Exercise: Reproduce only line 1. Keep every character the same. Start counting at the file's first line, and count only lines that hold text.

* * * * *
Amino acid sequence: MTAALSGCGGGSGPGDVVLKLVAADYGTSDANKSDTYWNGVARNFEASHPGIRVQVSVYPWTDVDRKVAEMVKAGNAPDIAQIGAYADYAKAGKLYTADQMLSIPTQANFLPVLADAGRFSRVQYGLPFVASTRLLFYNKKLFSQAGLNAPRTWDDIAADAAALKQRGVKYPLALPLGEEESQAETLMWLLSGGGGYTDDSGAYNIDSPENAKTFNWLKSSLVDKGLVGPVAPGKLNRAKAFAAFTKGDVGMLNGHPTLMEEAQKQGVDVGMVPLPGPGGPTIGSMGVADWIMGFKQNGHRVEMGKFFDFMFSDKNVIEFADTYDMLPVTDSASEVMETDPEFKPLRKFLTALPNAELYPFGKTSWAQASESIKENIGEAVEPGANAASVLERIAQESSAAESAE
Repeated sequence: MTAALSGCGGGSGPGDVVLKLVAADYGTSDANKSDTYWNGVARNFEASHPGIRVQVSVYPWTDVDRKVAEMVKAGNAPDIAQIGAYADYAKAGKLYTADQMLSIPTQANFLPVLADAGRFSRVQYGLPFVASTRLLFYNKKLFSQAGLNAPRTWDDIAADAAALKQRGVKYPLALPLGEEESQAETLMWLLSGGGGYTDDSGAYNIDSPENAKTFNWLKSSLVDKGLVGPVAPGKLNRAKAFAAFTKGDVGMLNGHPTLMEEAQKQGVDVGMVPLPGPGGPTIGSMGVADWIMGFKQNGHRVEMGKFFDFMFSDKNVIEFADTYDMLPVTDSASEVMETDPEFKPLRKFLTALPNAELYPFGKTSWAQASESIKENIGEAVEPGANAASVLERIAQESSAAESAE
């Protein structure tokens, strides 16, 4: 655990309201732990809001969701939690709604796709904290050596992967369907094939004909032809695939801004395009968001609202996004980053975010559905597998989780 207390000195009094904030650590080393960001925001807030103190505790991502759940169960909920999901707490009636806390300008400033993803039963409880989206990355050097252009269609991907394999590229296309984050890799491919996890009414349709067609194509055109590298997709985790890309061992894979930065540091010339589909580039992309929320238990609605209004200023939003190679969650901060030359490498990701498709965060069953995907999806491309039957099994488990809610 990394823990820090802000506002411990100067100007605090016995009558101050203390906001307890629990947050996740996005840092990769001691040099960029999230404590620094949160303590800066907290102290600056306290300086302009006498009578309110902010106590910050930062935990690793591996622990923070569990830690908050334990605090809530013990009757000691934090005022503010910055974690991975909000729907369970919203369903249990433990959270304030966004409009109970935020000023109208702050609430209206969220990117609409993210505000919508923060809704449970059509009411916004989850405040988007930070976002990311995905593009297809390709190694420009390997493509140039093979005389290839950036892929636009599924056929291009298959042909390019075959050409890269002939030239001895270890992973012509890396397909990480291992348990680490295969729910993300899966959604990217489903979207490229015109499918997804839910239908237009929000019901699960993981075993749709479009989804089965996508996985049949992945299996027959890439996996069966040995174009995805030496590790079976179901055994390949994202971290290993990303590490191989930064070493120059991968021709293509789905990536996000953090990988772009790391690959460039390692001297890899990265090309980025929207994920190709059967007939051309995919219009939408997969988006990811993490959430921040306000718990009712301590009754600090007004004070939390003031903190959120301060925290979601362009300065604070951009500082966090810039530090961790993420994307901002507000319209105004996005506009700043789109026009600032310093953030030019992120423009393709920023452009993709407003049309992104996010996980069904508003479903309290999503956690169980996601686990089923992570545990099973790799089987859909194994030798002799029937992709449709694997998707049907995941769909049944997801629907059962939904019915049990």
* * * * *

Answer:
Amino acid sequence: MTAALSGCGGGSGPGDVVLKLVAADYGTSDANKSDTYWNGVARNFEASHPGIRVQVSVYPWTDVDRKVAEMVKAGNAPDIAQIGAYADYAKAGKLYTADQMLSIPTQANFLPVLADAGRFSRVQYGLPFVASTRLLFYNKKLFSQAGLNAPRTWDDIAADAAALKQRGVKYPLALPLGEEESQAETLMWLLSGGGGYTDDSGAYNIDSPENAKTFNWLKSSLVDKGLVGPVAPGKLNRAKAFAAFTKGDVGMLNGHPTLMEEAQKQGVDVGMVPLPGPGGPTIGSMGVADWIMGFKQNGHRVEMGKFFDFMFSDKNVIEFADTYDMLPVTDSASEVMETDPEFKPLRKFLTALPNAELYPFGKTSWAQASESIKENIGEAVEPGANAASVLERIAQESSAAESAE